Douglas really liked the word "adumbrate", meaning "to prefigure indistinctly or foreshadow", so it ended up on the verb list[.] ... You had to "adumbrate the elephant" when you were stuck in a prison, and an elephant would come and break a hole in the wall, freeing you. Definitely one of those things that was far funnier in the brainstorming session than in the game.
David Fox on the influence of Douglas Adams
Early in development, the game's team was screened a rough cut of the film. Afterward, they were sent to London by Lucasfilm management for a one-week brainstorming session with Douglas Adams, author of The Hitchhiker's Guide to the Galaxy. Adams had worked previously with Infocom, during the development of his book's 1984 video game adaptation. Also present at the meetings were writer Christopher Cerf (a friend of the film's director, Jim Henson) and Brenda Laurel of Activision, the game's publisher. The team worked extensively with Adams during this period. Laurel later wrote: "Every day a fresh blast of his wild and intelligent humor stoked up the creativity of the team". In her view, the pinnacle of the meetings was Adams' idea for the opening sequence. He suggested a reference to The Wizard of Oz's famous transition from black-and-white to color: a transition from a text-based format to a graphical one.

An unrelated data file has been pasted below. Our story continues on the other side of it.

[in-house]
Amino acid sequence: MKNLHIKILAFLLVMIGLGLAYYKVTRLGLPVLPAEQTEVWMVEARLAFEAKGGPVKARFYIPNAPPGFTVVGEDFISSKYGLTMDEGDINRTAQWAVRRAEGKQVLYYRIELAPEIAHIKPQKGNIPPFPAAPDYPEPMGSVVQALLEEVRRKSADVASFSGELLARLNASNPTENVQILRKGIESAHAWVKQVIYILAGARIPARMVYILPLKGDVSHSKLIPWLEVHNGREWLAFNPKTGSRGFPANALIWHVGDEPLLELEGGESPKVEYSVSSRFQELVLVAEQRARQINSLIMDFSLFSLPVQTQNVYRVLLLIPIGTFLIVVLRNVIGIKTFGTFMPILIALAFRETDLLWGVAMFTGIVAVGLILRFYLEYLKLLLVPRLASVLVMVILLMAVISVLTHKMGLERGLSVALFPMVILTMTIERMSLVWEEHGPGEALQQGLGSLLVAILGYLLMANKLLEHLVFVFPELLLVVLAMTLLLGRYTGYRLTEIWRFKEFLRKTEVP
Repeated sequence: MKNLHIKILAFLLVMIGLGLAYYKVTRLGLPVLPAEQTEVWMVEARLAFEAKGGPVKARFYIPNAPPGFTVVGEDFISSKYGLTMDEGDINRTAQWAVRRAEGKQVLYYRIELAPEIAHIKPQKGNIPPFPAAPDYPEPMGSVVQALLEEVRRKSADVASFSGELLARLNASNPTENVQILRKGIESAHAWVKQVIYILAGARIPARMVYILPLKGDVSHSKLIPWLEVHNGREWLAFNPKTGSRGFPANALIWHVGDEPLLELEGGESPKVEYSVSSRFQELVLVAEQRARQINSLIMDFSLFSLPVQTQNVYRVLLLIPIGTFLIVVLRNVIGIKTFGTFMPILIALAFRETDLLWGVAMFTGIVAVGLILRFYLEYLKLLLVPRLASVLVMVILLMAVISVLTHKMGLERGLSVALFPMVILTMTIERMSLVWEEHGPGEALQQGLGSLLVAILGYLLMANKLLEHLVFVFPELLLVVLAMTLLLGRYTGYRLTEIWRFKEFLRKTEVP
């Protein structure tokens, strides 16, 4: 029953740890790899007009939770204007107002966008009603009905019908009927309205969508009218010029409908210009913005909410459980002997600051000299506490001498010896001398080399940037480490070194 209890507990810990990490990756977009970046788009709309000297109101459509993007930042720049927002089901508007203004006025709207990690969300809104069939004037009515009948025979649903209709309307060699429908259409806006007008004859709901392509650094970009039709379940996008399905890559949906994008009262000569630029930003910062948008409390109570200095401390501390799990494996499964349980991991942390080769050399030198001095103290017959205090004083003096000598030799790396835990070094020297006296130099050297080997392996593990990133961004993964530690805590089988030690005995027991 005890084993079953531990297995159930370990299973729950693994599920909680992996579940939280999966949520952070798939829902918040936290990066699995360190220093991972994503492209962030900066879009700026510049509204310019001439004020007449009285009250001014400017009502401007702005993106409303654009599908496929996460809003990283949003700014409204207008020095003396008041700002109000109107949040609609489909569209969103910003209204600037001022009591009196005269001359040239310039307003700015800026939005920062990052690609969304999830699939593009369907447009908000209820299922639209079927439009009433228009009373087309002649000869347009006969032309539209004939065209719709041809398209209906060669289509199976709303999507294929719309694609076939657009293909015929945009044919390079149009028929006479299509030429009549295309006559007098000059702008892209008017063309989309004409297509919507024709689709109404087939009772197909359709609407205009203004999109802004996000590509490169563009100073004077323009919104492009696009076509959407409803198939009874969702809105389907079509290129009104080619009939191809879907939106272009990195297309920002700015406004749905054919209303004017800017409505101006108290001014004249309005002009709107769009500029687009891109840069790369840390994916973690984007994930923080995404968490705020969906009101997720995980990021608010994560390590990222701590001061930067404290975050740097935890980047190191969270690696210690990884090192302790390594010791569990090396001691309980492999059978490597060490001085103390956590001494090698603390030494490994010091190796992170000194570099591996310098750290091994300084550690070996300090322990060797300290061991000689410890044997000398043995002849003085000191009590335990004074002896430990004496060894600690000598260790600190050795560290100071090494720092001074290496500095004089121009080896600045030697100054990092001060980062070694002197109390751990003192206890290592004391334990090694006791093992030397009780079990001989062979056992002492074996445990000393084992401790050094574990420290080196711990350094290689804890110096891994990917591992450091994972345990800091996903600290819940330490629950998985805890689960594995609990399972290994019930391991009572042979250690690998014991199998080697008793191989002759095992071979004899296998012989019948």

Fox was given the job of taking notes during the trip. Although he had hoped for a complete design to emerge from the meetings, he returned from London with only "sheets and sheets of ideas", through which he sifted to find usable concepts. All of the material influenced the game, and many of Adams' suggestions were used. Retrospectively, Fox felt that the opening sequence was a mistake: he called it "tedious" and believed that it alienated potential fans. Labyrinth was released in 1986 for the Commodore 64, Apple II and MSX.